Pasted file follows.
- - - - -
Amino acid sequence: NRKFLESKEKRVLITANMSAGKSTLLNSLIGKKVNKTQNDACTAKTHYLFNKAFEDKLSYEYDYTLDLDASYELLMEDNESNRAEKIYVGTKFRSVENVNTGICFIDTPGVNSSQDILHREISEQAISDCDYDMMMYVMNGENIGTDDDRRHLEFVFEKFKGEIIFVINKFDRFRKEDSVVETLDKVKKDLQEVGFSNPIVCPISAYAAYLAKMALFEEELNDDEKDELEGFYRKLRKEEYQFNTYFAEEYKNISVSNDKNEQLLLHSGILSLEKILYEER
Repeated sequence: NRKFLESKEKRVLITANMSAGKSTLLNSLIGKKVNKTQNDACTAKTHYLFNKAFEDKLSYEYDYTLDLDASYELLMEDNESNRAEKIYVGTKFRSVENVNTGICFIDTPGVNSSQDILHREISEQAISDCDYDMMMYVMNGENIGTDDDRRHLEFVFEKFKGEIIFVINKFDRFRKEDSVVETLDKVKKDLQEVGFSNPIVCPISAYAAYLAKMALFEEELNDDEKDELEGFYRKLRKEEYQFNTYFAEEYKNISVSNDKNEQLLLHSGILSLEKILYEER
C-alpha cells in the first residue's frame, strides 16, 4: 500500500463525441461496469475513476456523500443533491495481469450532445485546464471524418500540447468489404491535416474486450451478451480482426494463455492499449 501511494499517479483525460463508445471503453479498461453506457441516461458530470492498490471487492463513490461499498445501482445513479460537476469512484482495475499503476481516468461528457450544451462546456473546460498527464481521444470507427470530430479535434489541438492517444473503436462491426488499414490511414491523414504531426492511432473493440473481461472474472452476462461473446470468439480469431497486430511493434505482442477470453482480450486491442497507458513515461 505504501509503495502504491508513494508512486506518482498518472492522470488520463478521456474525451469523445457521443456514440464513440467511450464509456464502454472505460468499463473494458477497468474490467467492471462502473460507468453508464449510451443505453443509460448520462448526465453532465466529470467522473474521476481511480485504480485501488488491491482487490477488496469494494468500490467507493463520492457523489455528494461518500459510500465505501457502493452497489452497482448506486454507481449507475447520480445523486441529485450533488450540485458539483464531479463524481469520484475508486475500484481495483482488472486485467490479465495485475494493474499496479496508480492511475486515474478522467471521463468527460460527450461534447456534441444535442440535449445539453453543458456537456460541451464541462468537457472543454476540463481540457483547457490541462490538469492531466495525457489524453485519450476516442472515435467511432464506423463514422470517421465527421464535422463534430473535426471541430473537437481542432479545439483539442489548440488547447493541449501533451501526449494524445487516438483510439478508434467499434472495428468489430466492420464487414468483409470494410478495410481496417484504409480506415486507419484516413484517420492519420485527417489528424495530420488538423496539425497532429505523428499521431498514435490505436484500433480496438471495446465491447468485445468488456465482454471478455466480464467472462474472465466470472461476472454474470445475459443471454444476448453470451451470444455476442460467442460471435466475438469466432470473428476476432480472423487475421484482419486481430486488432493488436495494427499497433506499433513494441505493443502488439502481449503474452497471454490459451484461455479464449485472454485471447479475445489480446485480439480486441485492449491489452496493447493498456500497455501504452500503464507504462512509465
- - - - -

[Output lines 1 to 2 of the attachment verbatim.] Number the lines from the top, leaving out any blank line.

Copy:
Amino acid sequence: NRKFLESKEKRVLITANMSAGKSTLLNSLIGKKVNKTQNDACTAKTHYLFNKAFEDKLSYEYDYTLDLDASYELLMEDNESNRAEKIYVGTKFRSVENVNTGICFIDTPGVNSSQDILHREISEQAISDCDYDMMMYVMNGENIGTDDDRRHLEFVFEKFKGEIIFVINKFDRFRKEDSVVETLDKVKKDLQEVGFSNPIVCPISAYAAYLAKMALFEEELNDDEKDELEGFYRKLRKEEYQFNTYFAEEYKNISVSNDKNEQLLLHSGILSLEKILYEER
Repeated sequence: NRKFLESKEKRVLITANMSAGKSTLLNSLIGKKVNKTQNDACTAKTHYLFNKAFEDKLSYEYDYTLDLDASYELLMEDNESNRAEKIYVGTKFRSVENVNTGICFIDTPGVNSSQDILHREISEQAISDCDYDMMMYVMNGENIGTDDDRRHLEFVFEKFKGEIIFVINKFDRFRKEDSVVETLDKVKKDLQEVGFSNPIVCPISAYAAYLAKMALFEEELNDDEKDELEGFYRKLRKEEYQFNTYFAEEYKNISVSNDKNEQLLLHSGILSLEKILYEER